Living on a waterfront property is usually an unlikely dream for many living in New York City – especially if you live in the Bronx. But for those who hope to call Marble Hill home that may soon change.
That’s because Timber Equities, a Manhattan based firm, is developing a seven-story building at 164-176 West 225th St. where the Iglesia Agua de Vida/Water of Life Church stands.
The multi-unit mixed-use structure includes 115 apartments with views of the Spuyten Duyvil Creek. The building will offer 35 affordable housing units and 80 market priced units under the 421a New York City Affordable Housing program, which requires new buildings to offer 30 percent affordable housing units for residents who make 130 percent of an areas area median income, while the other70 percent can go for market rate rentals.
The building will also offer its prospective tenants roughly 60 parking spaces – meeting the 50 percent zoning requirements for a newly developed multi-unit building.
“We love the neighborhood,” Mitch Perle, founder of Timber Equities, said. “This has been a long time in the making.”
The firm had been working on developing the property for roughly four years, acquiring several properties along the way and waiting on the approval of the state attorney general to purchase a local church’s property.
“We’ve been in this community, you know, meeting the stakeholders and getting to know people and really putting this project in motion for several years now,” Perle said. “We really feel we have a good rapport with the with the community and this is an exciting project.”
It’s a sentiment Iglesia Agua de Vida/Water of Life Church Pastor Carlos Franco shares with the developer.
Franco’s church will remain a fixture at the building – taking up an 8,500-square-foot space it will own as part of the $1.9 million deal it made with the firm.
“Becoming part of this project was a blessing for us because our building was somewhat old,” Franco said. “It was close to about 100 years old.”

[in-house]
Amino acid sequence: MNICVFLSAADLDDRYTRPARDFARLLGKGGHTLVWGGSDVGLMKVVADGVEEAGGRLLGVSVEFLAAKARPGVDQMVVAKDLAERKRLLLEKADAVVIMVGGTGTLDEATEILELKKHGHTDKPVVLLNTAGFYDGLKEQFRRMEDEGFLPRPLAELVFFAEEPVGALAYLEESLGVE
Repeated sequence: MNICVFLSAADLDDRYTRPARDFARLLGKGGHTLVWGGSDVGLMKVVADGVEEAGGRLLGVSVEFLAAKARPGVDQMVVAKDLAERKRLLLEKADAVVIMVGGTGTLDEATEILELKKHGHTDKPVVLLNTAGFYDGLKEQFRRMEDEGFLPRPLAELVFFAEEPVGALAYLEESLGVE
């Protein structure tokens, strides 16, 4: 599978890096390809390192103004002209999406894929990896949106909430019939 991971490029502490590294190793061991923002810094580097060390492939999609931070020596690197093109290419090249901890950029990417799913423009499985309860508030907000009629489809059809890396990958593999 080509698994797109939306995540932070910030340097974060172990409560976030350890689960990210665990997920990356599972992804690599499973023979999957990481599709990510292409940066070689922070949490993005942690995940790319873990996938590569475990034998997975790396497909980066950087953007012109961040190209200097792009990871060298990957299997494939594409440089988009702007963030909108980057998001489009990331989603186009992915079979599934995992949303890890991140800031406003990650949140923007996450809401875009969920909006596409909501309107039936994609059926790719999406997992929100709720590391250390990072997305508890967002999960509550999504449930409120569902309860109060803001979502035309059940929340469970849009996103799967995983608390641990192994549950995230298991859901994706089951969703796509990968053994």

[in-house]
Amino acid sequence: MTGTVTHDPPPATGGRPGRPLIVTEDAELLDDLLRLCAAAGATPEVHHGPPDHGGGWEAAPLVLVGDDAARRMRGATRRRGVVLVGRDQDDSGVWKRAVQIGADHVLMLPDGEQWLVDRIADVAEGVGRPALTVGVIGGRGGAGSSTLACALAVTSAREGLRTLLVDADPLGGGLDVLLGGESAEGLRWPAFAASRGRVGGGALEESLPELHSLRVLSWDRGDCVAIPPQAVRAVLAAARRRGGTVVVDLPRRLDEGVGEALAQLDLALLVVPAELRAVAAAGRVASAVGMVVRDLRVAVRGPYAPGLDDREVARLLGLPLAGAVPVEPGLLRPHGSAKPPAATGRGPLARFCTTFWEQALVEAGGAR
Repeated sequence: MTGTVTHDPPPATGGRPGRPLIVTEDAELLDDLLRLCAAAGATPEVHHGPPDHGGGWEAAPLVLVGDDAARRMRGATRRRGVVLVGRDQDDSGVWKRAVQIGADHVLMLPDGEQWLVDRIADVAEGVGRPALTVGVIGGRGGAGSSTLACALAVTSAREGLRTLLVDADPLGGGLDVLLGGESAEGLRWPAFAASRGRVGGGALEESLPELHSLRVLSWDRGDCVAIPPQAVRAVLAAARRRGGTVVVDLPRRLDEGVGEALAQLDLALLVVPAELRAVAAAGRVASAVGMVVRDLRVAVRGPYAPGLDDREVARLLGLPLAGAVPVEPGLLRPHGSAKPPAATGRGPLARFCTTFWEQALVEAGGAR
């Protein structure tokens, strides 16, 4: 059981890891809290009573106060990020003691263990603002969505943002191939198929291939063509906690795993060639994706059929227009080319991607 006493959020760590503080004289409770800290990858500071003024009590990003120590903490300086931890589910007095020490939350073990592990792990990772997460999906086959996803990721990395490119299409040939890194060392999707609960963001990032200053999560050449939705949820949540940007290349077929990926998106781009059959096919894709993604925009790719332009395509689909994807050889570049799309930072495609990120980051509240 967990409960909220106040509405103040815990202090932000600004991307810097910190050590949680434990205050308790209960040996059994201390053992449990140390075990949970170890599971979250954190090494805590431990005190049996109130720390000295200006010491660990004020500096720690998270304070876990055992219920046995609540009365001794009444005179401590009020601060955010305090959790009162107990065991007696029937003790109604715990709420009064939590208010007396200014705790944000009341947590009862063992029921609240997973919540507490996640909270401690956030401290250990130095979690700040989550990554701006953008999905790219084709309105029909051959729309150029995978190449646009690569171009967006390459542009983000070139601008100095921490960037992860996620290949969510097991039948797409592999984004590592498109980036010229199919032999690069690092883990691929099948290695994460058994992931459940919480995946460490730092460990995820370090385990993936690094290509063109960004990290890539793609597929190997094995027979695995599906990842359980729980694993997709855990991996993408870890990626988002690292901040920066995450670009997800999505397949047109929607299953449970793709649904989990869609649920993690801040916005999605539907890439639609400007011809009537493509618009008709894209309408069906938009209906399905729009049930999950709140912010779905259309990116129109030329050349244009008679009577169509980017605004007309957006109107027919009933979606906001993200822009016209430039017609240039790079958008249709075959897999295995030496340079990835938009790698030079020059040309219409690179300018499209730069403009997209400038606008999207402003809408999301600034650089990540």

The church formerly occupied two floors at one of the lots the developer had to obtain in order to execute the plans they had in place.
However, the church’s infrastructure was largely in disrepair and in need of a major renovation. Furthermore, services had been put on hold during the pandemic, making it difficult to keep up with its maintenance.
“Our building was really not in the best of conditions,” Pastor Franco said. “So, by the developers coming along and offering not only a space, but a modern up-to-date facility for us, it helped.”
It was a deal the pastor said helped save the future not just for the church, but for its congregation as well.
Perle describes the unique deal as a “partnership” between the firm and the house of worship and said they are now stakeholders in the property.
The new 8,500-square-foot first floor will benefit the church’s parishioners who need a wheelchair to attend services as well as the elderly, Franco said.
The new space for the church will have three classrooms, a nursery, three offices, and a sanctuary that will hold upwards of 300 people.
Franco said the relationship was interesting in a special way largely because most developers would try to push out a previous occupant in a newly desired space. Especially when the occupant is a non-profit religious organization.